By Jenny Tang, IV Form
An Argument for Utilitarianism: Omelas
The 1973 short story “The Ones Who Walked Away from Omelas” presents the fictional town of Omelas whose citizens’ happiness, for an unchangeable reason, depends wholly on the grave suffering of one child, whom they trap in a cellar. After learning about this child, some Omelans oppose the idea by walking away, while others accept and stay.
Citizens of Omelas should accept the situation and stay because it maximizes the collective happiness.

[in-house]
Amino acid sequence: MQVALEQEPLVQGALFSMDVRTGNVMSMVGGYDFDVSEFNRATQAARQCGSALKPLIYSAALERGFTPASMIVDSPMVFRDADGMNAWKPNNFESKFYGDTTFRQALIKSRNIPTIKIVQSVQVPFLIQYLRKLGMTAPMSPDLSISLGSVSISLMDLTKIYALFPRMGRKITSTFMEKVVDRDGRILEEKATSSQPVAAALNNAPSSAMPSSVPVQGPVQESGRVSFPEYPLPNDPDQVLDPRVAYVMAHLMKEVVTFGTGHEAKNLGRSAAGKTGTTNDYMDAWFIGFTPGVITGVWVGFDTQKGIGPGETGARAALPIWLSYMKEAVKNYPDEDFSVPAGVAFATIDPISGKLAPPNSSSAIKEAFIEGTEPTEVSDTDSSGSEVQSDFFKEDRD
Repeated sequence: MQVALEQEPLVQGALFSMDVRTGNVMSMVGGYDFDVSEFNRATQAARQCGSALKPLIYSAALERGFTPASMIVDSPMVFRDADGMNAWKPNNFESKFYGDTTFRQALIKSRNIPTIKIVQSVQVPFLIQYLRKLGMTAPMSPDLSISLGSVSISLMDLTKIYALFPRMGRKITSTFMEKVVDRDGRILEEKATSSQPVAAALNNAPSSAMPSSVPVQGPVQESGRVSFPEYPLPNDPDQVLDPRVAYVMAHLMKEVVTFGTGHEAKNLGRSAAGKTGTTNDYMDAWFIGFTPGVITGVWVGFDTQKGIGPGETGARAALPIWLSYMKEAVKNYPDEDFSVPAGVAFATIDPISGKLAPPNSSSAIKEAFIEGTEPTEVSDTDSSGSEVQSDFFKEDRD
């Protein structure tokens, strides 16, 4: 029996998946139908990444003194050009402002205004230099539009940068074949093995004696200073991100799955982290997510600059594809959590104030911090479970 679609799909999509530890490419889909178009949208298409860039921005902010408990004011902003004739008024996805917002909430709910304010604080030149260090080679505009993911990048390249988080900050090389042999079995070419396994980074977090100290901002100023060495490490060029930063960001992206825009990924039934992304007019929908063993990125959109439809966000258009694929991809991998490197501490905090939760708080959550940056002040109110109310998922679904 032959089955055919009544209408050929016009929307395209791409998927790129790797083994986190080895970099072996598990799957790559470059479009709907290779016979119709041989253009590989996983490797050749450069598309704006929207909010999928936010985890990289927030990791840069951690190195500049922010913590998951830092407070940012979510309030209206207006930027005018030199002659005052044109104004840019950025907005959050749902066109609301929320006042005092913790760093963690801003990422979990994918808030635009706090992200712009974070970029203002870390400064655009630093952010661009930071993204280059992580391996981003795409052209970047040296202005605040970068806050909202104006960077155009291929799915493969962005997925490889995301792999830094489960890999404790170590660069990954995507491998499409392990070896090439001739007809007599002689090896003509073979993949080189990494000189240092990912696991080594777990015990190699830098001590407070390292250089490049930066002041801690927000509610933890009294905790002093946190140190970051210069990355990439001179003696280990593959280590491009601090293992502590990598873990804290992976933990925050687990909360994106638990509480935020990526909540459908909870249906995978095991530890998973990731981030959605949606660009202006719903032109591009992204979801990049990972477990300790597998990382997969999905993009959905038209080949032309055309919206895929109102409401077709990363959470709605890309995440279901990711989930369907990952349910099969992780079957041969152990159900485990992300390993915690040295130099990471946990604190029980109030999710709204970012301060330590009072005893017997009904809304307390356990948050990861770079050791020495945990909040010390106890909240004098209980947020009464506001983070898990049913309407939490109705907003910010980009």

The purpose of a society is to make its members happy. If everyone is truly equal, their individual happiness should carry the same weight. Following this logic, the suffering of thousands added together will outweigh the suffering of one. Because Omelas’ prosperity “depends wholly on this child’s abominable misery” (Le Guin 3), the citizens should merely accept the situation because to walk away is “to throw away the happiness of thousands for the chance of the happiness of one” (Le Guin 4). Some might argue that it is inhumane to treat an innocent child so cruelly. However, to release the child would be to cause pain to the rest of the Omelas’ also innocent population, and that would be treating one individual more favorably than others: the opposite of equality. Additionally, utilitarianism is the essence of democracy. Every time a democratic decision is made, the good of the minority is sacrificed for the good of the majority through the process of voting. As a result, to be against the concept of utilitarianism is to oppose equality and democracy. In conclusion, one should not walk away from Omelas because staying do the greatest good for the greatest number.